On Oct. 4, 1975, West German Chancellor Helmut Schmidt paid a state visit to U.S. President Gerald Ford.
The German leader, an economist by training, had a single message: An overcautious American fiscal and monetary policy would worsen the then-existing world recession.
To help counter the depressing effect of the massive increase in oil prices perpetrated by the oil producers' cartel, the U.S. should lead the world back to a more prosperous era by stressing a more buoyant American economy, Schmidt said.
His proposition was based on a simple notion: If more people have jobs, and hence more money to spend, they will buy all manner of things, including imported goods; and if the country undergoing the expansion is big enough, it will suck in enough imports from the rest of the world so that its prosperity will be share in many places.
Initially, President Ford was not persuaded by Chancellor Schmidt. The formal rebuttal came in his Economic Report to Congress in January 1976. It referred to the pressure from Germany and other countries for the U.S. to step up its growth rate, and concluded that "further expansionary action in the United States . . . would do little to accelerate world recovery."
Today, the players are the same but, ironically, the roles are reversed: The United States is pushing Schmidt to boost the pace of the German economy, and Schmidt is resisting the pressure in language strikingly similar to that used by the Americans in 1975 and 1976.
To be sure, there are some important differences accounting for the reversal of the American and German positions. Chief among them is the enormous swing in the U.S. trade accounts from a big surplus to a big deficit, with a consequent plunge in the value of the dollar in foreign markets.
Today the big surpluses are enjoyed by Japan and West Germany, and the U.S. is trying to get both to make "a contribution" to international stability by relying less on exports and more on internal economic growth to move their economies ahead.
Anxious not to offend its strongest ally, Japan acceded to most U.S. requests, although there is considerable doubt that it can achieve a 7 per cent growth rate it now promises for 1978 following a 5.3 percent performance last year.
But U.S. German economic relations last month had become so strained in the wake of Schmidt's refusal to advance the German growth target over 3.5 percent for 1978 that the two government called a public truce. For the moment, American officials promised that they would not call for higher German growth rates and, in turn, German officials promised they would quit chastising President Carter and his aides for failing to halt the depreciation of the dollar.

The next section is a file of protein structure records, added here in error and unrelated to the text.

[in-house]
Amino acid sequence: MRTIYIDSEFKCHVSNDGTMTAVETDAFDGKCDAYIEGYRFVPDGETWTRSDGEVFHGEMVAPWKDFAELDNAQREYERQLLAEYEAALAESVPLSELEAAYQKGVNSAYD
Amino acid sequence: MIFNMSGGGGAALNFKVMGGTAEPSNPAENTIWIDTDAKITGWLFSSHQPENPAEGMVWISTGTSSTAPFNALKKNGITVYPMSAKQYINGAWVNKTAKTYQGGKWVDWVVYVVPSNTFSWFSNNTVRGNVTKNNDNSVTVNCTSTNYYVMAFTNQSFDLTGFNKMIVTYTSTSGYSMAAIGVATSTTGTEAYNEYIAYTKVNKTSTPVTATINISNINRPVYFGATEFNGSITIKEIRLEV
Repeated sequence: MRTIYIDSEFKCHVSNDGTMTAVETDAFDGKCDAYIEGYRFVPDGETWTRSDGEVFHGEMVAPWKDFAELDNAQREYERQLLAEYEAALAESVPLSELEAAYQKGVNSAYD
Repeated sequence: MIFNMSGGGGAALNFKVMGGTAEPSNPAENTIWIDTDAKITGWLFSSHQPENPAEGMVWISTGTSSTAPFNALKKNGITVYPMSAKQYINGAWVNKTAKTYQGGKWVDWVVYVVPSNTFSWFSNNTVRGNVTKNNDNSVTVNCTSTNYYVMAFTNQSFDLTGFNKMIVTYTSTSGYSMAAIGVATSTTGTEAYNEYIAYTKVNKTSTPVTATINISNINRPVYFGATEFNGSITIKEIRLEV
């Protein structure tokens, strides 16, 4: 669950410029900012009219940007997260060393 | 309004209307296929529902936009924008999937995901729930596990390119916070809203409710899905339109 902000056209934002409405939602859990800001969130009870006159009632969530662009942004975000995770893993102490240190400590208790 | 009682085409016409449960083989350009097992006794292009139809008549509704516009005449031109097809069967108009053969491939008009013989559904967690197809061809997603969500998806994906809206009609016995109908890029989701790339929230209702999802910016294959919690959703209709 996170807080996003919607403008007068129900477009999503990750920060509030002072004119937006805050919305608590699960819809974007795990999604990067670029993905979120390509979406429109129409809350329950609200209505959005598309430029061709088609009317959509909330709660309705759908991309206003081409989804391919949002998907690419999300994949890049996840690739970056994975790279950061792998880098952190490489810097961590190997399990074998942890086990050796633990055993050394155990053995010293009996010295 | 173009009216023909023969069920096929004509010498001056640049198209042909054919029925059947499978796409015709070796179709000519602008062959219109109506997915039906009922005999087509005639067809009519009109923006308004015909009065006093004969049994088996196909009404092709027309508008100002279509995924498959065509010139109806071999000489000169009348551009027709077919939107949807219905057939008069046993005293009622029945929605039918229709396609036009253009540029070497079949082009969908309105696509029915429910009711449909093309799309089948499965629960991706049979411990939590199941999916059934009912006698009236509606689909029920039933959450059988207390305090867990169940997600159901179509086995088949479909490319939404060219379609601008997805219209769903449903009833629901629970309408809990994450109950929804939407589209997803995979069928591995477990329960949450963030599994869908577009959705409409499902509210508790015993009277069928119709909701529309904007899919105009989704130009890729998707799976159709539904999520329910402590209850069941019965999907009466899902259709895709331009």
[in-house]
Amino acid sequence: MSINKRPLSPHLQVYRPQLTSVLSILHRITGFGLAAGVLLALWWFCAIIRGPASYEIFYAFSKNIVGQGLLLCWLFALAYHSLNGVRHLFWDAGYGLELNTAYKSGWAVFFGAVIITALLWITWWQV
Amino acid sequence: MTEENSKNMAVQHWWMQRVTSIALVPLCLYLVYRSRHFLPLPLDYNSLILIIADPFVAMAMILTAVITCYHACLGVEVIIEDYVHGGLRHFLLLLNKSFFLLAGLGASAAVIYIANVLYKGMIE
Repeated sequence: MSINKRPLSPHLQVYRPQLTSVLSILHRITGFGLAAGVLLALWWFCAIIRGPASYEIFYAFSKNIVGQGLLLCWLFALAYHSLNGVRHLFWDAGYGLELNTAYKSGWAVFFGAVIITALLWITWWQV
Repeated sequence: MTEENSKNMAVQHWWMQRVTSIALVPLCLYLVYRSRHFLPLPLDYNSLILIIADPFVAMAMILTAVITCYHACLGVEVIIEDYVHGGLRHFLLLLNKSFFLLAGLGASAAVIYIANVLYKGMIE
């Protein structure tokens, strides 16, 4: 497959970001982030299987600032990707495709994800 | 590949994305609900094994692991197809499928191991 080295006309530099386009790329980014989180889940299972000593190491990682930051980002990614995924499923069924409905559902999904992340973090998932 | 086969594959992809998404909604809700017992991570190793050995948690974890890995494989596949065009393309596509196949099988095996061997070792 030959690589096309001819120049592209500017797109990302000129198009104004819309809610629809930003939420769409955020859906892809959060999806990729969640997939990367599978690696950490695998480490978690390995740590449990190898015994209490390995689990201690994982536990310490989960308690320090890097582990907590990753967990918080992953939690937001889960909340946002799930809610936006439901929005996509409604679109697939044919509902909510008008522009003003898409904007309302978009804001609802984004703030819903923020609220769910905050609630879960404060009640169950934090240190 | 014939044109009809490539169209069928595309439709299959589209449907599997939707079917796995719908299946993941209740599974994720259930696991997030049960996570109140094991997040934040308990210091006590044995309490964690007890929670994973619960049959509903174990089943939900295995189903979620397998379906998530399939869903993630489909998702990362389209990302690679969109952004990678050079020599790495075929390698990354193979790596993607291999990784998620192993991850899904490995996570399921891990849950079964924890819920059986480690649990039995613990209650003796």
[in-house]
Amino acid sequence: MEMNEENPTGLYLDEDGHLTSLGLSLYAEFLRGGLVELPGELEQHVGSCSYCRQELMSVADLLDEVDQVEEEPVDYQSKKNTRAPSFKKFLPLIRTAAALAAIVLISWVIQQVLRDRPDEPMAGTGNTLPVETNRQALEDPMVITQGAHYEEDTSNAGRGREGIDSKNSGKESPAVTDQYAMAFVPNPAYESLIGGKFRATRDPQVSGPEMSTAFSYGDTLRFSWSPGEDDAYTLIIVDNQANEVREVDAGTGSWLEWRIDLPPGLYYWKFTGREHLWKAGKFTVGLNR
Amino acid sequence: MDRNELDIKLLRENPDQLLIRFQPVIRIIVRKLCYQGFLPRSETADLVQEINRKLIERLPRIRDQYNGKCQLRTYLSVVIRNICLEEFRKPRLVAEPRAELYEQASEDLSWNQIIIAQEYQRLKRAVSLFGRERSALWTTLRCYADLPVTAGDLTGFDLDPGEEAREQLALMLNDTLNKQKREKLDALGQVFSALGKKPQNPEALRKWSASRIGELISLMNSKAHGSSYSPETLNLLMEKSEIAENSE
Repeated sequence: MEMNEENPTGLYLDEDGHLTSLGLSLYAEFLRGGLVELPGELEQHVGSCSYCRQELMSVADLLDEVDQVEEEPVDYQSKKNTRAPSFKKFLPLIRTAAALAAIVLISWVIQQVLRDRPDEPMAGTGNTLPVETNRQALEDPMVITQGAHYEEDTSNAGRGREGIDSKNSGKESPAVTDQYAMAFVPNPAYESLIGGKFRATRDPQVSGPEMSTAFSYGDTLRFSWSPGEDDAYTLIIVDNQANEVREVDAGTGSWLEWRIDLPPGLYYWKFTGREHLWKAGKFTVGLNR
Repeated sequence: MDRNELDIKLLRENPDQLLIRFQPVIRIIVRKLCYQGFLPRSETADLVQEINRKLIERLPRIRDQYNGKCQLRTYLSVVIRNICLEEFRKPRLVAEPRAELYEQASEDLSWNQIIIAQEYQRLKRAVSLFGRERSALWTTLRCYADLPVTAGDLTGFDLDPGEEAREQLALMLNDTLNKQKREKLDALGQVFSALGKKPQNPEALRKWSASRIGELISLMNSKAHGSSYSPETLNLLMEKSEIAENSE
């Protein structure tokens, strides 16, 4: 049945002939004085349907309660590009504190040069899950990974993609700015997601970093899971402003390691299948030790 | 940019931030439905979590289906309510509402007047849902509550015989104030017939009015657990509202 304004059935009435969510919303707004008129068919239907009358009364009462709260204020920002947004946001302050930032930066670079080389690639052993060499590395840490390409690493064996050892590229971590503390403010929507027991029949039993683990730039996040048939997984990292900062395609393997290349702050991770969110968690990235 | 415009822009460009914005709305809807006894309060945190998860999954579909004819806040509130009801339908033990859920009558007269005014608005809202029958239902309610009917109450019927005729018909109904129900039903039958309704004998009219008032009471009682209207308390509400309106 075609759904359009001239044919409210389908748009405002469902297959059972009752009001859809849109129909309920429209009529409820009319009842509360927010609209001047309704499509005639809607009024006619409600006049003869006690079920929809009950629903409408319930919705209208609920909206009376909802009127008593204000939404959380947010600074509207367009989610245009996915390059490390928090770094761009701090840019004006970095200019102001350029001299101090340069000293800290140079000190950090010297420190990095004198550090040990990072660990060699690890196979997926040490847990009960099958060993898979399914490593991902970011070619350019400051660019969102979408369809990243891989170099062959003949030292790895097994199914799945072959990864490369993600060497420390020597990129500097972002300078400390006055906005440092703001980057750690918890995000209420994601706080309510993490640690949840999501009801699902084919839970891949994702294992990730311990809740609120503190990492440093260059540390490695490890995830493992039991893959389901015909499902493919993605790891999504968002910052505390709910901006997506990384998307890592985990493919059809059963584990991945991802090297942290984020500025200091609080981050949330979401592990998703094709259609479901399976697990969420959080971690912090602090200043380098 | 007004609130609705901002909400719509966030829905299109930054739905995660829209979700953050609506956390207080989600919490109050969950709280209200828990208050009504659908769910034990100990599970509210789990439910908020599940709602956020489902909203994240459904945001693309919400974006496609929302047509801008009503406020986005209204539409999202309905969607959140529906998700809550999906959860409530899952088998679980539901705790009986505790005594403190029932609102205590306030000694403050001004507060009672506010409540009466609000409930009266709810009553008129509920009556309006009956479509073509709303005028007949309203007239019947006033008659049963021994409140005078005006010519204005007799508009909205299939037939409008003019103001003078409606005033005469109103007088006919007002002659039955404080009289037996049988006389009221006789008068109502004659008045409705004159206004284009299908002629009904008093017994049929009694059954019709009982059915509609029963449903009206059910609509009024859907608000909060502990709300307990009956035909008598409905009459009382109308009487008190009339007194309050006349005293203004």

But in fact, the differences remain strong and, despite a genuine effort being made some officials on both sides to understand the political restraints on the other, the bitter feeling simmers just below the surface.
A high American official puts it this way: "The Germans are genuinely convinced of two things. One, that additional stimulus in the German economy will have only a marginal, if any, effect on their growth. And two, that their growth is not going to have much of an impact on the rest of Europe. In fact, they say, if they do stimulate too much and have more inflation, it will have a negative effect on the rest of Europe."
Using his famed "LINK" computer on international economic activity, Wharton Professor Lawrence R. Klein disputes the German case. He says that an extra 1 percent growth in German gross national product would help all of Germany's European neighbors, "not enormously, but each a little bit, and the exercise adds up."
If not only Germany, but Japan, Belgium, the Netherlands and Canada each added an extra 1 percent in real growth, Klein calculates that such an effort would shave $1 billion from the U.S. trade deficit within a year, and $3 billion in two years.
But American officials stress that help for the American trade deficit - $28 billion last year - is a secondary goal of their pressure on Schmidt. "Our major concern is the rest of Europe," a high official says.
The American analysis is that European countries outside of Germany are suffering from recession primarily because of their inability to export more.
"Although we don't expect the Germans to ball out other economies, they can provide an atmosphere in which other countries can do alittle bit more on the growth side without fear of banging up against their financial limits," a U.S. official said.
There is a good deal of bitterness in many European countries about "the rich Germans," but most of Germany's trading partners are reluctant to challenge them openly. Such pressure as is applied is done very discreetly, which means that the U.S. carries the burden in openly challenging the Germans to do more on behalf of Europe.
The tension between the two countries has been exacerbated by the fall of the dollar, the reverse image of which is the appreciation of the deutschemark - a trend that German manufacturers fear will make their products less competitive.